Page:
Women’s Mentorship Program Empowers Service Members
By Amaani Lyle
American Forces Press Service
WASHINGTON, Feb. 10, 2014 The Women’s Mentorship Network hosted a membership drive at Fort Hood, Texas, last week to broaden participation and send out updates for future meetings, a program spokeswoman said.
Army Maj. Heather Gunther of 3rd Squadron, 1st Cavalry Regiment at Fort Hood, is one of the core cadre members for the network. She said the all-volunteer leader development organization began in February 2013 as a grassroots effort, with several women at Fort Hood conducting informal lunches to discuss relevant professional development topics.
Within six months, Gunther said, groups became active in units across the installation as word of the mentorship network’s success spread.
“The women decided to expand the concept and create a formal network,” Gunther said, and on Jan. 10 and 11, the Women’s Mentorship Network celebrated its official launch with a leadership clinic facilitated by author Ori Brafman.
“Sixty women of all ranks participated in the design structure and vision -- an organization for all individuals who support the mentorship of military women and aligned with profession-of-arms values: namely trust, respect, and empowerment.”
Brafman, who penned a leadership book titled “The Starfish and the Spider,” inspired the network’s dynamic mentoring objectives, which Gunther said can develop through periodic, highly structured mentorship meetings led by trained facilitators.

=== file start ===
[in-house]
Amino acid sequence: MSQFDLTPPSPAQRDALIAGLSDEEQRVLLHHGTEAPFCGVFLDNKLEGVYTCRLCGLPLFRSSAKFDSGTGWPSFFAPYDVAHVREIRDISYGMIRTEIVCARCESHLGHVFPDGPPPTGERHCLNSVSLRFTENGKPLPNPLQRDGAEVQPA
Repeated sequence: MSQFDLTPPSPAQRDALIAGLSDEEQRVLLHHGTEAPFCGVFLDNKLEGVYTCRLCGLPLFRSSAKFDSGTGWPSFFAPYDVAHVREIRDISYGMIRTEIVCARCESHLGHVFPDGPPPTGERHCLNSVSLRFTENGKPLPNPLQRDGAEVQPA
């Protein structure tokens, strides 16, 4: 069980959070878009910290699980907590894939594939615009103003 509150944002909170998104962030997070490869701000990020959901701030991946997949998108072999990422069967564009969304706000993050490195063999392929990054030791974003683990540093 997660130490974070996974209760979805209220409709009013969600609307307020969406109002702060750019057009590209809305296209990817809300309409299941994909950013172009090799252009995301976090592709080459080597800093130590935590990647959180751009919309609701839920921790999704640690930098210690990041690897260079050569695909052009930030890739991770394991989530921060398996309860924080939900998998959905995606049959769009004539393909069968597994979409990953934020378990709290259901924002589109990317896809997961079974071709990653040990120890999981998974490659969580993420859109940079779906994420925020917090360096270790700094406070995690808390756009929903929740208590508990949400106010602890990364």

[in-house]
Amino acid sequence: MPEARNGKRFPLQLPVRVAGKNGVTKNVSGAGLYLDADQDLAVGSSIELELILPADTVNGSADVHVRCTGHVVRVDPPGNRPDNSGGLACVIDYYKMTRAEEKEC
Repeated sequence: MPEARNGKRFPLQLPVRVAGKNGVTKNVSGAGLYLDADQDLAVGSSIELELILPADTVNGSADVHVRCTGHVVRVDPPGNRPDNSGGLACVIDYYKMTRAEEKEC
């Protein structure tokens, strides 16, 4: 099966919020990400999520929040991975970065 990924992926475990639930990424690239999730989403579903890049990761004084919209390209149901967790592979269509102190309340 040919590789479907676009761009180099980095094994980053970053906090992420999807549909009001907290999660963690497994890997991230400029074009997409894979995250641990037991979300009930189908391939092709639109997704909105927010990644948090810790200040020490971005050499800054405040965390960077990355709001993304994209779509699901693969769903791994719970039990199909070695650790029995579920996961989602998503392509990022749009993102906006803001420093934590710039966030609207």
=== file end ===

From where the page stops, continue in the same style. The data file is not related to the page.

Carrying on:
“Similar to classes at a gym, facilitators offer one-hour periodic meetings and follow an agenda of interactive exercises designed to engage participants as mentors and mentees,” she said. “And just like spin class or CrossFit, each session is a little different based on the mix of members, experience and energy.”
Trained facilitators will further refine objectives to establish mentorship circles as they are reassigned and deployed with a cadre of support to share resources, Gunther explained.
Though the program is still in its nascence, Gunther said, it continues to grow, with the ultimate goal being a core network of military women who provide a support system to enrich the armed forces with adaptive and resilient leaders.
She emphasized that the military will be well-served to seek out initiatives that provide adaptive leadership training.
“The membership drive promises to be a great event to further grow the network and to remain transparent about it,” Gunther said. “Its organizers and champions have enjoyed the support of their leadership throughout the formation of this organization.”
The Women’s Mentorship Network is open to all men and women -- civilian and military -- who support the cultivation of female military leadership through adaptive, resilient mentorship. Participation in the network is voluntary, and all events are self-resourced.
(Follow Amaani Lyle on Twitter: @LyleAFPS)